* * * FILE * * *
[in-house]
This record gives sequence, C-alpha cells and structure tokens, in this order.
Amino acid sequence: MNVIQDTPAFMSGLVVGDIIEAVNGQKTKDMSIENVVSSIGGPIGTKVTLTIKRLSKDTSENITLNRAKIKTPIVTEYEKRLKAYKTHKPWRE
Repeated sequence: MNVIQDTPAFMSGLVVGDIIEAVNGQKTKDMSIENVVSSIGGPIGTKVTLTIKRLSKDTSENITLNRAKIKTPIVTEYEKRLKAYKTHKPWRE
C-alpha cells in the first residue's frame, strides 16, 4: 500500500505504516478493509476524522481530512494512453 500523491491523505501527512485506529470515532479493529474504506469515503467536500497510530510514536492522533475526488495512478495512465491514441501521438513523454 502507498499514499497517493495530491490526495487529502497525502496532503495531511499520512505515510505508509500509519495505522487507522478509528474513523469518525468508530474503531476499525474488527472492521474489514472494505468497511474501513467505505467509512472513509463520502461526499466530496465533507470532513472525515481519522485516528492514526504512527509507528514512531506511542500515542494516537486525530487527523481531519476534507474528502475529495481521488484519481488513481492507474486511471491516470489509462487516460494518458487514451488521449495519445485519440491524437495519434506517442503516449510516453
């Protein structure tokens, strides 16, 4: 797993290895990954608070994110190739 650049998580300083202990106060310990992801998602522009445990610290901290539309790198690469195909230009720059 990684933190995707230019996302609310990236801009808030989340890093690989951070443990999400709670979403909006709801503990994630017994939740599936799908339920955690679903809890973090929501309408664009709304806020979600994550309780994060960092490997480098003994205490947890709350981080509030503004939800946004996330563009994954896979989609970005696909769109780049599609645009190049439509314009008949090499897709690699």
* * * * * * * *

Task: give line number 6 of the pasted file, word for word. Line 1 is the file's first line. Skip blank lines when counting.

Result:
């Protein structure tokens, strides 16, 4: 797993290895990954608070994110190739 650049998580300083202990106060310990992801998602522009445990610290901290539309790198690469195909230009720059 990684933190995707230019996302609310990236801009808030989340890093690989951070443990999400709670979403909006709801503990994630017994939740599936799908339920955690679903809890973090929501309408664009709304806020979600994550309780994060960092490997480098003994205490947890709350981080509030503004939800946004996330563009994954896979989609970005696909769109780049599609645009190049439509314009008949090499897709690699």